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July 6, 2011

HSI Opening Statement to IWC 63, July 2011

Humane Society International

  • A fin whale and calf break the surface for a breath. Adam Bennie/istock

  • Help save the whales! Klaas Lingbeek-van Kranen/istock

Humane Society International appreciates the generosity and welcoming spirit of the Bailiwick of Jersey, host to the 63rd annual meeting of the IWC. This year’s meeting takes place on a beautiful island surrounded by azure waters inhabited by magnificent creatures. With bottlenose dolphins and pilot whales frolicking just off its shores, Jersey is an inspirational backdrop for the meeting of an international organization charged with working to decide how best to ensure protection and conservation of the world’s whales now and in the future.

When the IWC last met, the United States was engaged in a full-scale effort to contain a tragic ocean-based catastrophe in the Gulf of Mexico, one with terrible consequences for fisheries, livelihoods, tourism, and the habitat of hundreds of marine-based species, including whales and dolphins. The near- and long-term impacts of the Deepwater Horizon oil spill, still unfolding, are a subject of great concern.

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This year, unfortunately, we convene in the wake of an even more catastrophic event, the Tohoku earthquake and tsunami, and our thoughts, prayers, and support go out to the people of the island nation of Japan.

Together, these two disasters serve as a chilling reminder that, as a body, the IWC has important work, now and in the years ahead, going far beyond the question of whaling. Whales are under tremendous pressure from oil spills, radioactive contamination, entanglement in fishing gear and marine debris, ship strikes, chemical and noise pollution, emerging diseases, and climate change. Against that backdrop, the fact that whaling and continuing talks of deals dominate the agenda and resources of the Commission is becoming an impediment to the urgent necessities of the current moment, and an abdication of its conservation mandate. It is worse, moreover, that there are IWC member nations that continue to promote commercial whaling and international trade in the face of these significant threats, actions that are both regrettable and irresponsible.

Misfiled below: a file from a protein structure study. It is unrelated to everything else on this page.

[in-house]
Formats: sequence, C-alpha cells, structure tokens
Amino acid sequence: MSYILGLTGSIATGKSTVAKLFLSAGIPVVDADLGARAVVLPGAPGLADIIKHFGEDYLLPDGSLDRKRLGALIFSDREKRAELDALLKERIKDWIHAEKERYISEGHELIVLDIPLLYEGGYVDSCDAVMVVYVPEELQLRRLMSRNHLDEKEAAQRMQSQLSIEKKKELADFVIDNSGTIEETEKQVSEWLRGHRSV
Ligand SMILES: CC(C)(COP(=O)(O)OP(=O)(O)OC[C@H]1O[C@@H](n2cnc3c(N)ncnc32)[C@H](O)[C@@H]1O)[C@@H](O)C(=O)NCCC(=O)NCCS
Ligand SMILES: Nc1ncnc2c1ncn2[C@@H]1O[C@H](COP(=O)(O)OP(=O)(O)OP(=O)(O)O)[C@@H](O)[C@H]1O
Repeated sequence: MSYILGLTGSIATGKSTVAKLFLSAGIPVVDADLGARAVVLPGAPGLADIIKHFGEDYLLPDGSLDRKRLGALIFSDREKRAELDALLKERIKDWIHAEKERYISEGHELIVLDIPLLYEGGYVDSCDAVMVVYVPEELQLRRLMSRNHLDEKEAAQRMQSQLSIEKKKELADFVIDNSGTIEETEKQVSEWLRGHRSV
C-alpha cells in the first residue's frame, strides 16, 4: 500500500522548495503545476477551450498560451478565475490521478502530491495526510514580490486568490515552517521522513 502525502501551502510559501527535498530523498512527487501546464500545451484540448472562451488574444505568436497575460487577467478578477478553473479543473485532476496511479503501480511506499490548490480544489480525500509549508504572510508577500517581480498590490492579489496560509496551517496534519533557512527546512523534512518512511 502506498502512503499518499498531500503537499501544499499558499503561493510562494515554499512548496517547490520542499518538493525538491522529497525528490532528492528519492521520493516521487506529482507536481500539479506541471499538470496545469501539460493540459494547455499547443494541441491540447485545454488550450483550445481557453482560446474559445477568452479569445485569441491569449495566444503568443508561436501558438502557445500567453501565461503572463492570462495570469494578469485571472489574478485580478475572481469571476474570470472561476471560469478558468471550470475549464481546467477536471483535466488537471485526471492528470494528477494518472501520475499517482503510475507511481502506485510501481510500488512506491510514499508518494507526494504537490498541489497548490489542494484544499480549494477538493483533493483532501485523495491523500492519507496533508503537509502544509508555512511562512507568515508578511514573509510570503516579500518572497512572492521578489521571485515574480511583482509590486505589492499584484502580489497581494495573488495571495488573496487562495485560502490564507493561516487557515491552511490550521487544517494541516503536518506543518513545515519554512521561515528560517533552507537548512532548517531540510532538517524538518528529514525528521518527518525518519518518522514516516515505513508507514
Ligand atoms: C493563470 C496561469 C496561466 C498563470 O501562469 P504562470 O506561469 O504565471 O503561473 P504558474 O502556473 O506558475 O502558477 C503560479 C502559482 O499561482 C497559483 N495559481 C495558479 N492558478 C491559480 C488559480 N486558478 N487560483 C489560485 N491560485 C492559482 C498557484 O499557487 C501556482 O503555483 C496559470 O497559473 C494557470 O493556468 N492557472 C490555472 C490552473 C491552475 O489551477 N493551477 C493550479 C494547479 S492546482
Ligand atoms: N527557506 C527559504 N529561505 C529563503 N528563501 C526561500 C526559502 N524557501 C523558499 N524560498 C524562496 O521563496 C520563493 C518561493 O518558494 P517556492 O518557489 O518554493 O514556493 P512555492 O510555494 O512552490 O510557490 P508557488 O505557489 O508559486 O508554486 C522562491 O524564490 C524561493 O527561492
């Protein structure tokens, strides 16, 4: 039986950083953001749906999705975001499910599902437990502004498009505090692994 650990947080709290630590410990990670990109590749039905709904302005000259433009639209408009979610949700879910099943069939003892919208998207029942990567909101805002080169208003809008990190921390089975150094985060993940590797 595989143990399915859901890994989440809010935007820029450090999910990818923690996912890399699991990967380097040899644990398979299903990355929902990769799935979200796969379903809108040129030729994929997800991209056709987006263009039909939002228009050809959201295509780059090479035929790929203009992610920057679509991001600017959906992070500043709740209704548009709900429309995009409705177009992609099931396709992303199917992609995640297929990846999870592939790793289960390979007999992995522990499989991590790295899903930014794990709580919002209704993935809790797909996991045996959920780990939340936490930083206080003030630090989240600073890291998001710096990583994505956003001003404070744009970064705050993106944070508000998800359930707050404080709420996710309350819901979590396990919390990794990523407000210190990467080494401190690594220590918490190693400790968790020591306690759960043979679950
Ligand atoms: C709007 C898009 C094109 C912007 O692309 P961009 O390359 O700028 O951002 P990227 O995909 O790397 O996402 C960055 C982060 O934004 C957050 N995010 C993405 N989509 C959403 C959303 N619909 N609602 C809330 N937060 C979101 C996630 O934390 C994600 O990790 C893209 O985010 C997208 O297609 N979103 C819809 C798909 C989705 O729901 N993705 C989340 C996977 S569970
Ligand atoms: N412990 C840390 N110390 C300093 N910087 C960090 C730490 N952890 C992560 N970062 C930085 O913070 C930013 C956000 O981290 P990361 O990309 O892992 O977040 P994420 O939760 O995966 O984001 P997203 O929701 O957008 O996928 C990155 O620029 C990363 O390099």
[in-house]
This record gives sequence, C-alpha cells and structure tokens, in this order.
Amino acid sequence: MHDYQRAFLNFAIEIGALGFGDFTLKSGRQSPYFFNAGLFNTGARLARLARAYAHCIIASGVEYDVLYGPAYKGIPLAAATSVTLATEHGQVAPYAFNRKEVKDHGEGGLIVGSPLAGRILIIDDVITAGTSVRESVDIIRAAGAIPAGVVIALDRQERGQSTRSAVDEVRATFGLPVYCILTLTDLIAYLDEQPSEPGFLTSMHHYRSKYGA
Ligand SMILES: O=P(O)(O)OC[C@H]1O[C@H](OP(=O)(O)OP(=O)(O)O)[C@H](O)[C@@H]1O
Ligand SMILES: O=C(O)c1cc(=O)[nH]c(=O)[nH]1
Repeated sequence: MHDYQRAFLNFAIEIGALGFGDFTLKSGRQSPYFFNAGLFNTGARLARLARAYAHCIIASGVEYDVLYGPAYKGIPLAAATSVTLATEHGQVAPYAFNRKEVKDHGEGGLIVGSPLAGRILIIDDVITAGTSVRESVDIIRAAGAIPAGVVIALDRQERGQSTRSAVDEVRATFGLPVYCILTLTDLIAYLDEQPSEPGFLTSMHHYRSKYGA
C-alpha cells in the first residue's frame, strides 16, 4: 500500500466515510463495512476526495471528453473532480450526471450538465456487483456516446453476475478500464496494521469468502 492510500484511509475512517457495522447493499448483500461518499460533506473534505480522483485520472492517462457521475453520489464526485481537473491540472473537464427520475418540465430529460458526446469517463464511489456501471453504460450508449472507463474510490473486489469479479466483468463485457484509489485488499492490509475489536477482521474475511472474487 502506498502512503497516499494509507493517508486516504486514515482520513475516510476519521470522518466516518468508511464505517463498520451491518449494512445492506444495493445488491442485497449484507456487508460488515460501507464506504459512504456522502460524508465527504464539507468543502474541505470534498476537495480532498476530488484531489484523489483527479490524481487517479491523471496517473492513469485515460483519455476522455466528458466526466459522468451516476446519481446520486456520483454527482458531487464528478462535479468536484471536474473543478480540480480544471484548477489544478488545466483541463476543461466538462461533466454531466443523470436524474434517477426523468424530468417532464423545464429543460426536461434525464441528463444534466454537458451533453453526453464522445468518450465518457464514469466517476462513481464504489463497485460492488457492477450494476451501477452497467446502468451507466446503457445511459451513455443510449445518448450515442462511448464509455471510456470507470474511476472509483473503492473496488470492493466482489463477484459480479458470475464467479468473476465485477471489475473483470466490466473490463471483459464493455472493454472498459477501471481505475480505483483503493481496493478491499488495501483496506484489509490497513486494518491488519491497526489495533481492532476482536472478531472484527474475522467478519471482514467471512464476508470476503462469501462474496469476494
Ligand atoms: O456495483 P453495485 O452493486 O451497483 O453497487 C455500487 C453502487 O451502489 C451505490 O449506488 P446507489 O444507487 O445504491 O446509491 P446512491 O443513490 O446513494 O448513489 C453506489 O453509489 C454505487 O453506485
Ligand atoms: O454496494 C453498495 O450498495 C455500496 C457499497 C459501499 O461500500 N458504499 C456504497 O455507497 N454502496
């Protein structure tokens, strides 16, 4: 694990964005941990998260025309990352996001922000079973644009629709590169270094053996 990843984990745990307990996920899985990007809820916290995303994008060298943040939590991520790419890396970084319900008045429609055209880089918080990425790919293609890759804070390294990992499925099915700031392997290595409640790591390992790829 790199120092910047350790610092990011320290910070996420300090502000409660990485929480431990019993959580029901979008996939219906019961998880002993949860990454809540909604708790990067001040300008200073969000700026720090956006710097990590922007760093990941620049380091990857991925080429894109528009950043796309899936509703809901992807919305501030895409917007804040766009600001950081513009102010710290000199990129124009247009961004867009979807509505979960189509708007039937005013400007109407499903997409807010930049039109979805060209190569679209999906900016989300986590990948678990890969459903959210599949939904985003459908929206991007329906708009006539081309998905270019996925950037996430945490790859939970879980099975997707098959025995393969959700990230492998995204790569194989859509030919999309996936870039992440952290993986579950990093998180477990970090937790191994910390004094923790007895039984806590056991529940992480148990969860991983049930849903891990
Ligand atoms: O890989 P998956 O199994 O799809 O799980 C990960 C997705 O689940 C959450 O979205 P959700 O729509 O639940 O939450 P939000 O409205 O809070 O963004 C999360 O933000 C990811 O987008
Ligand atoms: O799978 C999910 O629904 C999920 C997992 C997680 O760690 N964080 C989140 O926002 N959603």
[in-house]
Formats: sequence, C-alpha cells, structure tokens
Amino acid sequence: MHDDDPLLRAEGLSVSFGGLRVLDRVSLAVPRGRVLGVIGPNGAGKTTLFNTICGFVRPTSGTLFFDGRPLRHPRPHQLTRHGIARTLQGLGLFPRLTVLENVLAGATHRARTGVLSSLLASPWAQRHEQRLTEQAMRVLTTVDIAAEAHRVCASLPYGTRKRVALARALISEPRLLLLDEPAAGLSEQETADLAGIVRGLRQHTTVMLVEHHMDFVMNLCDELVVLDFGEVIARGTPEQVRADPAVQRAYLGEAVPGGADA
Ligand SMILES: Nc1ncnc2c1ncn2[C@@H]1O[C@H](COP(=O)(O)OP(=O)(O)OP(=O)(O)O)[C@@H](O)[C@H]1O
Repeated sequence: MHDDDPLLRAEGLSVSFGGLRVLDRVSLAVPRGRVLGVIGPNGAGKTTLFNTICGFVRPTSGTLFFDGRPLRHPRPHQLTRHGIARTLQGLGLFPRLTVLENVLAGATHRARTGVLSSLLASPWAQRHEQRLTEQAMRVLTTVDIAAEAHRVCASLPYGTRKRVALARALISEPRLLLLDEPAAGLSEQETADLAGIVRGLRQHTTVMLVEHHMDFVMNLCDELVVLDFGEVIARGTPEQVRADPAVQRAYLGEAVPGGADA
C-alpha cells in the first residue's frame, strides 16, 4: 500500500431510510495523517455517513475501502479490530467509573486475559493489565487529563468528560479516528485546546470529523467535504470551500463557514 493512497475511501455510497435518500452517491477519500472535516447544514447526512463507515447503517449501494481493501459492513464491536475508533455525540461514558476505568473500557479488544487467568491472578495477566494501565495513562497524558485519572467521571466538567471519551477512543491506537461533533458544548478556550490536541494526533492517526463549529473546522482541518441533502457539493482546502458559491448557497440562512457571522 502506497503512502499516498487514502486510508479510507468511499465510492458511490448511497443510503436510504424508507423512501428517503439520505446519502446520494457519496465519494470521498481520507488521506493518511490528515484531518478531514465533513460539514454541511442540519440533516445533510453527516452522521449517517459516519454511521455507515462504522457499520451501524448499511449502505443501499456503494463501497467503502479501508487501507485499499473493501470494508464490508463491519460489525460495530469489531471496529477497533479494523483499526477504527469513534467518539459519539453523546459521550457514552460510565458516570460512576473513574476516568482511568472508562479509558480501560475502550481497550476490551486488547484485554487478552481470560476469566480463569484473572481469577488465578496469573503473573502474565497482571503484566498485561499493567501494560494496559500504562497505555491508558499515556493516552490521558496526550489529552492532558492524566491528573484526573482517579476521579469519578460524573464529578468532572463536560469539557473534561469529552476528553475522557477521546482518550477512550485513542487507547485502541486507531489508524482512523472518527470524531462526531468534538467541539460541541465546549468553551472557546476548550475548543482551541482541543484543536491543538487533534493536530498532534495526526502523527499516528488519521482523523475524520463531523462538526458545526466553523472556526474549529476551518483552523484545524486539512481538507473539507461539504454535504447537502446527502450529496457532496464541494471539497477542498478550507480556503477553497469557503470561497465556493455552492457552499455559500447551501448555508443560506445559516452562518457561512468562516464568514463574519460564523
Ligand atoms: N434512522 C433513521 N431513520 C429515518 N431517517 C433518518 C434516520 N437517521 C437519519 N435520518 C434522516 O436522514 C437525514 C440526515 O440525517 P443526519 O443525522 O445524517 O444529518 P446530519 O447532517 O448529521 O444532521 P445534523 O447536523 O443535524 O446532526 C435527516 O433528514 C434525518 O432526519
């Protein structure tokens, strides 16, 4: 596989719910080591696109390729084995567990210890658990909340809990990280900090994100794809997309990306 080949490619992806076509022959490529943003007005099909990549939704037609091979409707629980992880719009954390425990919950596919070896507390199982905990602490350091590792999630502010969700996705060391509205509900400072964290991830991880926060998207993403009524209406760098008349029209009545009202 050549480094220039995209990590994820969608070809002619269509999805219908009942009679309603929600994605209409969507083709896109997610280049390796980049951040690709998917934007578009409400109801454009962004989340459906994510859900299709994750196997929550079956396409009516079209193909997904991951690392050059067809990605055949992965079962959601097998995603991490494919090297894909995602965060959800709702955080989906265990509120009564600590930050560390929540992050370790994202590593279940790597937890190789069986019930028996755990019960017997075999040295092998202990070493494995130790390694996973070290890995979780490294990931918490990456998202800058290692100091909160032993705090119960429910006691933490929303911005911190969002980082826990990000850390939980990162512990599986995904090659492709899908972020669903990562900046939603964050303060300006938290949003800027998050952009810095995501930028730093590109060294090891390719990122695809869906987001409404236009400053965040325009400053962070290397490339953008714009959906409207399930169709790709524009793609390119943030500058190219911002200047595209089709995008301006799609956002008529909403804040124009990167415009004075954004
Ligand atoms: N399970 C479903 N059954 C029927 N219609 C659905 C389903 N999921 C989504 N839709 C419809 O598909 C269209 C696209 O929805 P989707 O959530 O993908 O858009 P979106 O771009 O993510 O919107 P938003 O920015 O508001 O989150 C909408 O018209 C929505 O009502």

The adoption of the moratorium in 1982 was a bold and necessary advance. Still, after 29 years, the IWC has yet to act as decisively for whale conservation. Nearly 30 years since its passage, the honoring of the moratorium by every nation should not just be the hope of citizens around the world, but the minimum expectation for IWC member governments.

There is no package deal for whaling on the agenda this year to distract or impede the Commission from addressing one or more of the myriad other threats bearing upon whales’ survival. Among other things, there is room at this meeting for environmental concerns to be aired, and approaches discussed, to effectively address them.

The agenda for IWC 63 in Jersey does include two proposals to amend the Schedule. One proposal is to create a South Atlantic whale sanctuary, while the other is to amend the commercial whaling moratorium and allow minke whales to be killed in Japan’s coastal waters. The first proposal we fully support, and we call on the Commission to endorse it. On the latter proposal, we demur, and we urge its withdrawal, with the hope that the proponent’s resources will now be directed elsewhere.

It is no secret that the work of the Commission has been hampered by many difficulties and challenges, over the years. We strongly support a proposal by the United Kingdom to improve transparency and accountability as the IWC has been plagued by a lack of both. However, the IWC is still the preeminent body for cetacean conservation and the work of the IWC’s scientific committee is unrivaled. There is a developing consensus within the world community at large, that whaling in the 21st century is biologically and economically unsustainable, and that whales deserve the fullest possible protection. It is certainly clear that whales’ future survival is dependent upon meaningful and enforceable protections right now. We look to the IWC to step up and meet this great and worthy challenge.

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